An alleged match-fixer will not be able to profit from his four properties or deal with cash in three bank accounts after a Corrupt Practices Investigation Bureau (CPIB) report found he had amassed $3.8 million in unexplained wealth over six years.
The High Court issued the order against Rajendar Prasad Rai, 43, placing a charge on the properties and preventing him from disposing of the cash, after a three-day hearing.
Rai is being investigated for possible offences under the Corruption, Drug Trafficking and Other Serious Crimes (Confiscation of Benefits) Act (CDSA).
He has a separate match-fixing case currently in the State Courts.
Senior Judge Lai Siu Chiu explained the decision to restrain Rai from disposing of the funds from his four properties and three UOB accounts in judgment grounds issued last week.
He said the State did have "indirect proof" of Rai's "unexplained wealth" of $3,811,127 held between January 2009 and September 2015, which is "likely to be derived from his criminal conduct".
The Public Prosecutor had applied for the order based on the CPIB report analysing concealed income in relation to Rai's financial affairs.
Deputy Public Prosecutor Tan Kiat Pheng said the methodology used to compute the relevant sums was based on established practice used here and in the United States.
Rai, whose criminal activities were suspected to have begun in 2009, worked for only about seven months up to February 2009, and his flight attendant wife stopped working in 2002. He paid income tax totalling some $20,000 for 2013 and 2015.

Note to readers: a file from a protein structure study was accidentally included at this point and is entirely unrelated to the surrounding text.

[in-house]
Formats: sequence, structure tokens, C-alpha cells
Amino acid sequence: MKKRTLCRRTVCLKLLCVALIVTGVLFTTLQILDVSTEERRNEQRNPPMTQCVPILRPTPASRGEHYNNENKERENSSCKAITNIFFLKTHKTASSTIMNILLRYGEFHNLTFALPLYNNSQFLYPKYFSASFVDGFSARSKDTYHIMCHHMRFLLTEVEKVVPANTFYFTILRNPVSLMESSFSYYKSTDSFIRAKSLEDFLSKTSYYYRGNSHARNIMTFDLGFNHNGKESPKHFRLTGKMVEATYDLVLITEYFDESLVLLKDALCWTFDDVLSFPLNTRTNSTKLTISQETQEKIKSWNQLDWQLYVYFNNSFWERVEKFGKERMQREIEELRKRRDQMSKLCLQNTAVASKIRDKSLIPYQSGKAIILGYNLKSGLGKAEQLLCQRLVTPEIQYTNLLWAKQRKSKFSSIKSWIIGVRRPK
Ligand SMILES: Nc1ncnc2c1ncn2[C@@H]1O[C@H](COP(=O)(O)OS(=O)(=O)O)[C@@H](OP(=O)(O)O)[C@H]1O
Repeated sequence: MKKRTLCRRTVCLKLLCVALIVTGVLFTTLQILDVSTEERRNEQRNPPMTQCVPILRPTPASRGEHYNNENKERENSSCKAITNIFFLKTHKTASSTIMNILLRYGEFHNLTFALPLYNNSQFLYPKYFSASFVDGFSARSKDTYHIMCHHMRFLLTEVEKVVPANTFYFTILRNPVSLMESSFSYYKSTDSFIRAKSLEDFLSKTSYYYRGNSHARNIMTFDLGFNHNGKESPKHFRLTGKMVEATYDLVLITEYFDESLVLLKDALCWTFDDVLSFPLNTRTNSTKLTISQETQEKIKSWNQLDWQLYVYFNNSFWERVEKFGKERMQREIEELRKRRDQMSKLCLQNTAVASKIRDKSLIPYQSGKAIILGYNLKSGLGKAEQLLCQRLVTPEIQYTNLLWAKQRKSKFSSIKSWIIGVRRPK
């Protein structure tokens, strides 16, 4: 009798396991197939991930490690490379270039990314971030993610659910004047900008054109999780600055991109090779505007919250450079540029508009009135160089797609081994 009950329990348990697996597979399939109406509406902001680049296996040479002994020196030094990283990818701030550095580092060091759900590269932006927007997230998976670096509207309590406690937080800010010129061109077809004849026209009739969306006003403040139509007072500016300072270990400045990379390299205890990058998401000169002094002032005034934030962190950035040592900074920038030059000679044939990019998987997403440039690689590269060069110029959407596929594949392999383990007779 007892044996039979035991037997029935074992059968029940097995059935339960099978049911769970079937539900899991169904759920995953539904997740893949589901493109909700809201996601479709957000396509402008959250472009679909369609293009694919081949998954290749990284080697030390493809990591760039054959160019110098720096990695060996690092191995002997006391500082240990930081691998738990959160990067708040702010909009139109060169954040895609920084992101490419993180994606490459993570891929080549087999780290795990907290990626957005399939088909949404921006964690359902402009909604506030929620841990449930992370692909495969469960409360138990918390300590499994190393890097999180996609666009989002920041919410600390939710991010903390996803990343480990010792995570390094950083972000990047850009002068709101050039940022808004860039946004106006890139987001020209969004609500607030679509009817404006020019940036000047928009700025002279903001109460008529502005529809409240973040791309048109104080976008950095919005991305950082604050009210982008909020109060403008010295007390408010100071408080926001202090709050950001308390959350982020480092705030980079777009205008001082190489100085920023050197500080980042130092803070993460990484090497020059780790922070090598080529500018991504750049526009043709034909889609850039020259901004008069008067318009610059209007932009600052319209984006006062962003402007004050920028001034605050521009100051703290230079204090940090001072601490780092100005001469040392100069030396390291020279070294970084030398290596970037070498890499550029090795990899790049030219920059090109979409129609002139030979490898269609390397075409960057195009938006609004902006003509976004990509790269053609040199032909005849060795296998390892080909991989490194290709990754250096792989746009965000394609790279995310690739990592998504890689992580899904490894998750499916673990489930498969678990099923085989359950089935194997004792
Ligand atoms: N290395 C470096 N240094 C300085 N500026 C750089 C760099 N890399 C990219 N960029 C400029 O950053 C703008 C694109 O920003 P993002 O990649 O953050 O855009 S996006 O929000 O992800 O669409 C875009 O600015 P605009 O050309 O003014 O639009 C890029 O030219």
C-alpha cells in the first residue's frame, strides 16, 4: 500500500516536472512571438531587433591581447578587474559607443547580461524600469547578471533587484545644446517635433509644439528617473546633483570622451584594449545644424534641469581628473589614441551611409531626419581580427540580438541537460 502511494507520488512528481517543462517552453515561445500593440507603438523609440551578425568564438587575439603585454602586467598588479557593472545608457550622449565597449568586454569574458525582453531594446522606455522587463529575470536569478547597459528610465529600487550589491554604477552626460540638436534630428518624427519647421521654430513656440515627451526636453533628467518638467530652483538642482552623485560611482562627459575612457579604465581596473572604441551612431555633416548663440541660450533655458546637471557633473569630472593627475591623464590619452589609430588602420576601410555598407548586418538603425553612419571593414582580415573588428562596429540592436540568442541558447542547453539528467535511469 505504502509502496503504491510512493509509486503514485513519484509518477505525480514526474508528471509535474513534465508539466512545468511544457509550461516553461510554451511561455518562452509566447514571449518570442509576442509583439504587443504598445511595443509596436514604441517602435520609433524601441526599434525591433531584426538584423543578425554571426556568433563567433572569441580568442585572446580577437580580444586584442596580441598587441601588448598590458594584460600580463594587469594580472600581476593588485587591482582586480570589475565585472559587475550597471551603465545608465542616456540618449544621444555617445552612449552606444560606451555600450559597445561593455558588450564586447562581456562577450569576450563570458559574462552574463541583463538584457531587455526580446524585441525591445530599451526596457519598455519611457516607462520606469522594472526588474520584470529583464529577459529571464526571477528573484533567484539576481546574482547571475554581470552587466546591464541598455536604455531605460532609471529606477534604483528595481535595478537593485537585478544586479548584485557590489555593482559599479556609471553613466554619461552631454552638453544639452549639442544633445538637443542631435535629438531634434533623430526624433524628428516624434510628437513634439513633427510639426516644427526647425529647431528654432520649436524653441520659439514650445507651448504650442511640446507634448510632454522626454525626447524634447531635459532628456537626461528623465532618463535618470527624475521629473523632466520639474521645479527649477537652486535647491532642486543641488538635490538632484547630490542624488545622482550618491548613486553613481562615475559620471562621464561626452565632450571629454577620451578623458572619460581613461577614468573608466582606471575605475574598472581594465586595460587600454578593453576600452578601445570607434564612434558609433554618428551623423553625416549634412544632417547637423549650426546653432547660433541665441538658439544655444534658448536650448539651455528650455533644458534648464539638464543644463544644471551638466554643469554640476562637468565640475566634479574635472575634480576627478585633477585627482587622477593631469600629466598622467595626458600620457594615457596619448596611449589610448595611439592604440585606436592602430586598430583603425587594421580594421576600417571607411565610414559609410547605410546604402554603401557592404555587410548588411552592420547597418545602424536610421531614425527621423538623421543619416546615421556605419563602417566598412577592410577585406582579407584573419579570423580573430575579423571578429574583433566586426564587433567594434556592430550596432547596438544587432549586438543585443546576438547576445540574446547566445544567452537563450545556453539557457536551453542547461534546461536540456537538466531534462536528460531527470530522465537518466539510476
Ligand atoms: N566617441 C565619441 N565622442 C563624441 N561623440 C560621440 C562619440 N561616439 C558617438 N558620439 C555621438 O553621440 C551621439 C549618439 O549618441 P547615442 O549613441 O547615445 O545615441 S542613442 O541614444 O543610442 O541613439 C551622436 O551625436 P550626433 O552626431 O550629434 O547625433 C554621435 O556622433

The 17-page report also factored in the couple's rental income from all their properties and Rai's winnings from Singapore Pools of $546,840 and $790,830 from bets of $279,000 and $362,500 in 2013 and 2015 respectively.
The analysis included his alleged inheritance of $1 million cash from his late father and a unit in Chancery Court in his name, as well as the couple's living expenses.
Senior Counsel N. Sreenivasan and lawyer Jason Lim, in defending Rai, challenged the report, arguing that the court must be satisfied that the benefits had been derived by Rai from drug dealing or from criminal conduct. He contended this requirement was missing in Rai's case, who, he told the court, was a "very successful punter".
The defence also countered with an accounting expert's report against the CPIB analysis and the judge noted the criticisms were "not unfounded".
But "leaving aside the dispute between the parties vis-a-vis the methodology used to calculate (Rai's) assets and liabilities, the court cannot overlook the fact that a person of (Rai)'s reasonably modest means and who of late (with his wife) was not gainfully employed, possessed wealth far in excess of his known means and sources of income", said Judge Lai.
The judge ruled that the court had to take a "pragmatic approach" and found that even if Rai's unexplained wealth of $3.8m was discounted by $1 million, the remaining balance called for credible, documented explanations and his submissions "could not/did not reduce this figure to zero".
Judge Lai added Rai had been charged with match-fixing in September 2015 and the trial took place about 18 months later.
"If (Mr Rai) will indeed be charged under the CDSA, it was incumbent on the (Public Prosecutor) to do so promptly out of fairness to the defendant and in the interests of justice," said Judge Lai.